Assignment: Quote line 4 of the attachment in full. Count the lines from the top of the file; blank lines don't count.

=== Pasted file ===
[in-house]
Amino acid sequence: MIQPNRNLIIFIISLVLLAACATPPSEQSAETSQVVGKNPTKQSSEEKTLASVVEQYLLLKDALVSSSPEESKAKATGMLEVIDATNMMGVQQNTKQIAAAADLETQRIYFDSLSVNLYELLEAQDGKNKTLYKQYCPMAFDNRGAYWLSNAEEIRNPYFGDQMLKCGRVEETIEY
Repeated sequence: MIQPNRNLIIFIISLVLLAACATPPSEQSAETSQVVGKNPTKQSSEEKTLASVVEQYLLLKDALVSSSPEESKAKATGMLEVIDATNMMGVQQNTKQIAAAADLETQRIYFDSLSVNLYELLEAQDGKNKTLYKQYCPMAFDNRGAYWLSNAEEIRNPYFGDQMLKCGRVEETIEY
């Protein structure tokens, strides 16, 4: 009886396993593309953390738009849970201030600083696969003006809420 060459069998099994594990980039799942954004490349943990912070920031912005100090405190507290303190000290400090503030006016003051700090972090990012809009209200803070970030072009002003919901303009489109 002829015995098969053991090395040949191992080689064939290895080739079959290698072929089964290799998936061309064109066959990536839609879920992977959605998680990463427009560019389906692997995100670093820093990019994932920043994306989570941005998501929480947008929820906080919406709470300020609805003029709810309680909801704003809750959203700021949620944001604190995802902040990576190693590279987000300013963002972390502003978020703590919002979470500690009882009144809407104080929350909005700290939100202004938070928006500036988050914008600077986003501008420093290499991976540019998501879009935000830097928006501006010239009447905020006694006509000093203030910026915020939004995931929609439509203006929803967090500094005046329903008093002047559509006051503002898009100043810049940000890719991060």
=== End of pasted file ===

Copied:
């Protein structure tokens, strides 16, 4: 009886396993593309953390738009849970201030600083696969003006809420 060459069998099994594990980039799942954004490349943990912070920031912005100090405190507290303190000290400090503030006016003051700090972090990012809009209200803070970030072009002003919901303009489109 002829015995098969053991090395040949191992080689064939290895080739079959290698072929089964290799998936061309064109066959990536839609879920992977959605998680990463427009560019389906692997995100670093820093990019994932920043994306989570941005998501929480947008929820906080919406709470300020609805003029709810309680909801704003809750959203700021949620944001604190995802902040990576190693590279987000300013963002972390502003978020703590919002979470500690009882009144809407104080929350909005700290939100202004938070928006500036988050914008600077986003501008420093290499991976540019998501879009935000830097928006501006010239009447905020006694006509000093203030910026915020939004995931929609439509203006929803967090500094005046329903008093002047559509006051503002898009100043810049940000890719991060």